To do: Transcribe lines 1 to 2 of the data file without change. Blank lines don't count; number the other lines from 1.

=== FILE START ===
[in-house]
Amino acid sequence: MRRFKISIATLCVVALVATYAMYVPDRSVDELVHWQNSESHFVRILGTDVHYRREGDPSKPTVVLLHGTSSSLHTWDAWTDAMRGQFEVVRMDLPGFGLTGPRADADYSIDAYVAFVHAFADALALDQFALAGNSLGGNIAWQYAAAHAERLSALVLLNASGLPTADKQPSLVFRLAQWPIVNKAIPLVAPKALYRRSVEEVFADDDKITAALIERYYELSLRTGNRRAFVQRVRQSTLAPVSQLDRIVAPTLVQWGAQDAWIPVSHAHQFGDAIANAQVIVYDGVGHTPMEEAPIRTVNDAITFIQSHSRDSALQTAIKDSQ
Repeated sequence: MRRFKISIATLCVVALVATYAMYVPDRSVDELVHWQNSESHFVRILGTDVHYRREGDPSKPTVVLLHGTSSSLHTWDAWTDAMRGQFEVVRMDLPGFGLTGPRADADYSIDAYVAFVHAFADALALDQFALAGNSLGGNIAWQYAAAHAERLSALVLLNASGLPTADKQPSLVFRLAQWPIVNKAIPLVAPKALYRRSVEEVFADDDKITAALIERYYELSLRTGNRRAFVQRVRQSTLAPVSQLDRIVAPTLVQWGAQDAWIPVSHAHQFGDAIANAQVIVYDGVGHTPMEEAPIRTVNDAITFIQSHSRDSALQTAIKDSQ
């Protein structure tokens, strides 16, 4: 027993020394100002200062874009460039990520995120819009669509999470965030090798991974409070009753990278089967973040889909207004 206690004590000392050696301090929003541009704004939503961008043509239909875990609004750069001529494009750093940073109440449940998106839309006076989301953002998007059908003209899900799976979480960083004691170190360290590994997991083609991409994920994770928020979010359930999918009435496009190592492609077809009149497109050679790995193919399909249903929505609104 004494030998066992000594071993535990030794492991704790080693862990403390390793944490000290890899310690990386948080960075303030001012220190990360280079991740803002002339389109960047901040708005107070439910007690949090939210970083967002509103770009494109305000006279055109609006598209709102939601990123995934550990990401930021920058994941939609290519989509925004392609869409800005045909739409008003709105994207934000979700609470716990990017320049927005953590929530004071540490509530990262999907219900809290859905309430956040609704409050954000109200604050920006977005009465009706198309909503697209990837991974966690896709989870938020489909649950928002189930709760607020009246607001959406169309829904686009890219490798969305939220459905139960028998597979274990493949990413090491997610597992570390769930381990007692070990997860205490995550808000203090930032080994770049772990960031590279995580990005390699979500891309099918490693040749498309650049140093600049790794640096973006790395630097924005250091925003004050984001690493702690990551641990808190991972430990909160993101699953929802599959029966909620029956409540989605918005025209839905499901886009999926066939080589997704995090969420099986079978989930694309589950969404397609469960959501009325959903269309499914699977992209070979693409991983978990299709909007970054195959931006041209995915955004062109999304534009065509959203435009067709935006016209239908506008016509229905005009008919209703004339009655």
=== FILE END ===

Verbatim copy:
[in-house]
Amino acid sequence: MRRFKISIATLCVVALVATYAMYVPDRSVDELVHWQNSESHFVRILGTDVHYRREGDPSKPTVVLLHGTSSSLHTWDAWTDAMRGQFEVVRMDLPGFGLTGPRADADYSIDAYVAFVHAFADALALDQFALAGNSLGGNIAWQYAAAHAERLSALVLLNASGLPTADKQPSLVFRLAQWPIVNKAIPLVAPKALYRRSVEEVFADDDKITAALIERYYELSLRTGNRRAFVQRVRQSTLAPVSQLDRIVAPTLVQWGAQDAWIPVSHAHQFGDAIANAQVIVYDGVGHTPMEEAPIRTVNDAITFIQSHSRDSALQTAIKDSQ